Latest figures from Statistics Canada indicated that Canada’s annual inflation rate in June saw a near-decade-high increase to 0.7% from a 0.4% decline in May, in the wake of late-spring reopenings nationwide.
The consensus of economists surveyed by Reuters was that the increase pointed to an economy gradually regaining its footing, amid the continued ravages of the COVID-19 pandemic.
“It’s consistent with an economy that was almost completely shut down in many ways in April but is beginning to heal over the past few months,” said Royce Mendes, senior economist at CIBC Capital Markets.
However, this recovery might find itself tapering off once federal financial assistance programs end.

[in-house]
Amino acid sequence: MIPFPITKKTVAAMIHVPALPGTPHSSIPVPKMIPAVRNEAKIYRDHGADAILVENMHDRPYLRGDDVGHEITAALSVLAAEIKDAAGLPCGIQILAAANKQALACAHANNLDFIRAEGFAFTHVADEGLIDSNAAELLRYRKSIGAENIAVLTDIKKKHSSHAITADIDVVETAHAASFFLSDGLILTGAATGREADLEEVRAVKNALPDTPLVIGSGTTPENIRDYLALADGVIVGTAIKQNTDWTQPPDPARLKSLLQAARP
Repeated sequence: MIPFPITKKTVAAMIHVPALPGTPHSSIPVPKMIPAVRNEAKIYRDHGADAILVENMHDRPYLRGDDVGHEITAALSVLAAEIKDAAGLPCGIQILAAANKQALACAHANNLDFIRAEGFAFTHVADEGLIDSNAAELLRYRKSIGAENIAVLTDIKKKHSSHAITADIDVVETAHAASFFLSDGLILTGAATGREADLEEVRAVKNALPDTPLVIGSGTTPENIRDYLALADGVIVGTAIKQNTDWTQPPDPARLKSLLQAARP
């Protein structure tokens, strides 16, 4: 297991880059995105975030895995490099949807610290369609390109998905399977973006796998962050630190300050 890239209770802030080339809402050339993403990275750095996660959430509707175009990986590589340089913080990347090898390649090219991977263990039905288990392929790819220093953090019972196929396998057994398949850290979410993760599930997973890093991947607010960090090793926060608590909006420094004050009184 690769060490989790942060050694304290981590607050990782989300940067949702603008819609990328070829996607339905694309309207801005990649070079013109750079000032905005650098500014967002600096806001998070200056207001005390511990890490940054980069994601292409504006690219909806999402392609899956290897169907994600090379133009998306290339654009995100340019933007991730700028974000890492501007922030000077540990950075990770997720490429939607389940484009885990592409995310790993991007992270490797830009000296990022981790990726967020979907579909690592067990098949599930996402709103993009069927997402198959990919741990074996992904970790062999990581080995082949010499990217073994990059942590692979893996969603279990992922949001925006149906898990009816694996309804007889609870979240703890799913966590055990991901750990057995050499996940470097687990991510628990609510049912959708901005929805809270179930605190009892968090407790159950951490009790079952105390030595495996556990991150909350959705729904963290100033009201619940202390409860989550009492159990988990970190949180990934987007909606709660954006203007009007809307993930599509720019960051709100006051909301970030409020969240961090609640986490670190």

“There is some pent up demand there. Our guess is we’ll start to see some of that dissipate,” said Mark Chandler, managing director at RBC Capital Markets.
Much of the recovery is attributable to greater strength seen in the energy, food, automotive, and apparel segments, StatsCan said.
A separate StatsCan report earlier this month said that household savings, having reached a near-20-year high of 6.1% in the first quarter, might prove instrumental in further economic recovery.
MNP Debt recently said that this pre-pandemic strength carried a significant number of Canadians through the worst of the coronavirus outbreak’s impact.